Maori Party co-leader Tariana Turia wants to send a delegation to Fiji to meet military Prime Minister Frank Bainimarama, saying she believes he has good intentions in proposing electoral reform and deserves a hearing.

She has also criticised the Government's lack of tolerance towards Fiji compared with other undemocratic countries it has trading relationships with - a clear reference to China.

Mrs Turia said on TV One's Q&A yesterday that her party had discussed sending Maori leaders to Fiji, which was suspended from the Pacific Islands Forum on Friday after failing to commit to holding elections this year.

She later told the Herald: "We have felt that there may be a better way forward. I know from people in Fiji who have spoken to me in the last year that [Commodore Bainimarama's] intention was good. So we've got ourselves all locked up in this notion of democracy but we don't expect it of other trading partners."

She had not raised the issue with Prime Minister John Key and said the participation of her co-leader Pita Sharples, the Maori Affairs Minister, in any delegation would depend on Mr Key's approval.

Mrs Turia told Q&A that the delegation could include Dr Sharples, Maori King Tuheitia and Ngati Tuwharetoa paramount chief Tumu te Heuheu.

Mr Key said the Government would not stop anybody - including the leaders of the Maori Party - from going in their individual capacity, but would not agree to any delegation representing the Government.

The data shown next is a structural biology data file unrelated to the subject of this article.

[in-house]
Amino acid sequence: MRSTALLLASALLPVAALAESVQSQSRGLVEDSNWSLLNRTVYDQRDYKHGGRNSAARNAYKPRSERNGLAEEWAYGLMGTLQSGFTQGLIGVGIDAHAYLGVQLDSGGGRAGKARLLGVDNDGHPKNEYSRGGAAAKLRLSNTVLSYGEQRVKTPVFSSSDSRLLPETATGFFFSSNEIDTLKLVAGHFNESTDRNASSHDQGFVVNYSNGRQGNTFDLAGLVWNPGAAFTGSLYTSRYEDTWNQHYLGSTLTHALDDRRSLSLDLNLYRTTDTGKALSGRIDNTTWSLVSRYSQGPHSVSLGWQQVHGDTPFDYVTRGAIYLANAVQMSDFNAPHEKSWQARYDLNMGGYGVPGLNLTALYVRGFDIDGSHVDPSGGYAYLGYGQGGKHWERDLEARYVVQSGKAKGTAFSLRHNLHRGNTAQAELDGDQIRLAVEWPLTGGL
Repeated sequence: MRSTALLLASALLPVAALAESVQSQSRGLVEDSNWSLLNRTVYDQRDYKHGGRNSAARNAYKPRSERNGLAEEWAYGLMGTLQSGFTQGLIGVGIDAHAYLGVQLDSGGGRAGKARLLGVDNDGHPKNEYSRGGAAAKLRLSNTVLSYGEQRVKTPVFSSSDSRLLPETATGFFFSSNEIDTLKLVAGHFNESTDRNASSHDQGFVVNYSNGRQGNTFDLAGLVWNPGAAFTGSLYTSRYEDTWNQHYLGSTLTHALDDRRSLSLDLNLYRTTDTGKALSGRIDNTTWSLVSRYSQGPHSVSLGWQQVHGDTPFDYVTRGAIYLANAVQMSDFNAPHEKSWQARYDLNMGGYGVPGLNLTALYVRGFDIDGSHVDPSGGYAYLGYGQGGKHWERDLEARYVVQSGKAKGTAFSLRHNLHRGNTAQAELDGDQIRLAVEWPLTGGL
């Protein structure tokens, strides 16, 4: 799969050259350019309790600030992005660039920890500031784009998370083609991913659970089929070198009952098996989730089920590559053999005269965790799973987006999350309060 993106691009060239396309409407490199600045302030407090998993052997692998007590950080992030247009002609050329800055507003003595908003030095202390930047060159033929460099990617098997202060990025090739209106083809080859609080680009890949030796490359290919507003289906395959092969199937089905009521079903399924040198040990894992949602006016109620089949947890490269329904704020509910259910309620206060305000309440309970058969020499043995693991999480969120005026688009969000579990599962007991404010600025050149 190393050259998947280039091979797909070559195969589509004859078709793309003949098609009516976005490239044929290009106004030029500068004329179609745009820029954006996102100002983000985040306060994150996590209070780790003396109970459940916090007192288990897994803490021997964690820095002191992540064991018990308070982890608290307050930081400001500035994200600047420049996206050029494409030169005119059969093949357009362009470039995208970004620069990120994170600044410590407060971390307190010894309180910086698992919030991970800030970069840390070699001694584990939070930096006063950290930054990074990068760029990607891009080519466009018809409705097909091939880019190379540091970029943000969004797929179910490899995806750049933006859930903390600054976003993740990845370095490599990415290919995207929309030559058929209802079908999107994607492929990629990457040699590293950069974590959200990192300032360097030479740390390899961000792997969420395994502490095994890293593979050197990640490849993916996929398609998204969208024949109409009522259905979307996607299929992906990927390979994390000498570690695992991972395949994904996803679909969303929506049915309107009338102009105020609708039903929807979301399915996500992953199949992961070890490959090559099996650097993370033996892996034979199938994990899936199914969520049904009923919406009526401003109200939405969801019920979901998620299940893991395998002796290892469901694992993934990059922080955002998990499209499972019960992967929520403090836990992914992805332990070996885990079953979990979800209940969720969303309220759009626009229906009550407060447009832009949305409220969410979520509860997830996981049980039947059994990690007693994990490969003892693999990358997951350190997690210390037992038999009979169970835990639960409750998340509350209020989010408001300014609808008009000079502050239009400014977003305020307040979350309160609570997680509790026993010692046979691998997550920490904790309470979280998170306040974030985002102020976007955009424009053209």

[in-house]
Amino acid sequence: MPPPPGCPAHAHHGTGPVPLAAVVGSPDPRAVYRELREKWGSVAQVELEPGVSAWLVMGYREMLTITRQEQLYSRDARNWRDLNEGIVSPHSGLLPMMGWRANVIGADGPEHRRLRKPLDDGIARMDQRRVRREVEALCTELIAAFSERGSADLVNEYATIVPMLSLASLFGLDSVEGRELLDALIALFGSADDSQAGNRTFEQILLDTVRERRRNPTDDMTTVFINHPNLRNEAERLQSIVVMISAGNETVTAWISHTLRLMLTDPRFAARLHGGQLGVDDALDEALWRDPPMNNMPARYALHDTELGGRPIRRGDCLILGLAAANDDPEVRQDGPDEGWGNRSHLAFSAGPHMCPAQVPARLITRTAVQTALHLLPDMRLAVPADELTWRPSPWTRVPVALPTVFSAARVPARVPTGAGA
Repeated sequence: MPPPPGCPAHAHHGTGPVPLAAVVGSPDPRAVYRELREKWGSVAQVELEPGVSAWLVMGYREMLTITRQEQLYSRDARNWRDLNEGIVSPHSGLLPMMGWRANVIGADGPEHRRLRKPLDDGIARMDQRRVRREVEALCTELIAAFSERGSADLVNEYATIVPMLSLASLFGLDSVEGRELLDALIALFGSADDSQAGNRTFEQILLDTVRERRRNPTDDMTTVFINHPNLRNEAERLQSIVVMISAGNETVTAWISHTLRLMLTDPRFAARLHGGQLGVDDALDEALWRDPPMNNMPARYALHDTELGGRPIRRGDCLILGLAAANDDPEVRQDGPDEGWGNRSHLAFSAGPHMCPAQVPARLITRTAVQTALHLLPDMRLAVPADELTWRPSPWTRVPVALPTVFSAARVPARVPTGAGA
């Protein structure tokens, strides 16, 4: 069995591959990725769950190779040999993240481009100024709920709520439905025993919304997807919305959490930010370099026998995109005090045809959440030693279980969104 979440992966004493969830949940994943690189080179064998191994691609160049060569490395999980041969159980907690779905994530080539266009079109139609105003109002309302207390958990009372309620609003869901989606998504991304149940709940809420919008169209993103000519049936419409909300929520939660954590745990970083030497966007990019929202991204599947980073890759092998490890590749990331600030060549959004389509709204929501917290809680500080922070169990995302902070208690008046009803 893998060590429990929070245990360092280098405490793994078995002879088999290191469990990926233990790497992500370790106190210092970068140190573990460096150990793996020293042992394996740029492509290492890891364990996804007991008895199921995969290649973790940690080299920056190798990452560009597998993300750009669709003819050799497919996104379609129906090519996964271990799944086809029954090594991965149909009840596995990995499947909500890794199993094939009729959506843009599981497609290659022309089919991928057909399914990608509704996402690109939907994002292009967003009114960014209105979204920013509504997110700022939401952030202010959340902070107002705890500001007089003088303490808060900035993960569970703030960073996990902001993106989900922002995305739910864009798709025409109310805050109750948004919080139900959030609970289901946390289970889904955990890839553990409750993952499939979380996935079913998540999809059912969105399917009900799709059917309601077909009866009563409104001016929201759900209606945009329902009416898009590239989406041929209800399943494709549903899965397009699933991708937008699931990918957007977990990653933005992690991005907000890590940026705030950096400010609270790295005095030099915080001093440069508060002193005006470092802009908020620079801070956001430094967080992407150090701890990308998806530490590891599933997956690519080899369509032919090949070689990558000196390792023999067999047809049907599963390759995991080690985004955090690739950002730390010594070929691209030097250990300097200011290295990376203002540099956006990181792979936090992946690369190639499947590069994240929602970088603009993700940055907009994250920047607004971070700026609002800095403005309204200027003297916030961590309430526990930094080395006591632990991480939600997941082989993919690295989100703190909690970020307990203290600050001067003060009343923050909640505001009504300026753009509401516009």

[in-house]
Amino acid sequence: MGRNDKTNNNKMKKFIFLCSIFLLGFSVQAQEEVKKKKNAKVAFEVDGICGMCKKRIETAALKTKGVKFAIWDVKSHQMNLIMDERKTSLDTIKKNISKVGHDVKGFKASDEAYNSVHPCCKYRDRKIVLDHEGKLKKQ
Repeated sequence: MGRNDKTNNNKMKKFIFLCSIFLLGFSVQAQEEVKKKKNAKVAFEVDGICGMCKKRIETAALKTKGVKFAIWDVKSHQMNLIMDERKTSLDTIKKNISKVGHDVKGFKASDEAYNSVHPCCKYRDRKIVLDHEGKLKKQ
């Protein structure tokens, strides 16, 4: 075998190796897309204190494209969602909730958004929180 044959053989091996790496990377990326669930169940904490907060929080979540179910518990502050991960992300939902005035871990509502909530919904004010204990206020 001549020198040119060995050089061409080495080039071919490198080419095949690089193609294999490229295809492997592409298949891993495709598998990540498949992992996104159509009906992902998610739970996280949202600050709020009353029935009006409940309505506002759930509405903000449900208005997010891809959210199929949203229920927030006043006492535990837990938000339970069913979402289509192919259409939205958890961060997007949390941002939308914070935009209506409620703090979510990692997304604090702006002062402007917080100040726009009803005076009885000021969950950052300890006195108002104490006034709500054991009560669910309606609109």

"The Government is going to continue holding its negotiations through the behalf of the Pacific Forum leaders," he said. "The reason for that is that the decision to suspend Fiji from the forum was made by a collective group of leaders."

He said the Government remained willing to talk to Commodore Bainimarama and give financial help and resources to allow Fiji to hold elections. "But we would only do so if there was a genuine willingness on his part to restore Fiji to democracy."

Mrs Turia told the Herald her party's stance was prompted by concern for a neighbour.

"We're a little bit sad that this is a small Pacific nation, which we have ties to by virtue of the fact that we are a small Pacific nation as well, and we feel as if [the Maori Party] should at least try to engage, which we haven't done to date."

Fiji's suspension followed a resolution by the forum countries' leaders in January setting a deadline of May 1 for Suva to give an undertaking that it would hold elections by the end of the year.

The military government and President Josef Iloilo have said the need to reform the electoral system and remove racially based seats means the earliest elections can be held is 2014.

Mr Key has been critical of Fiji's refusal to set a date for elections, saying any electoral reforms should be made only after a democratically elected government is in place.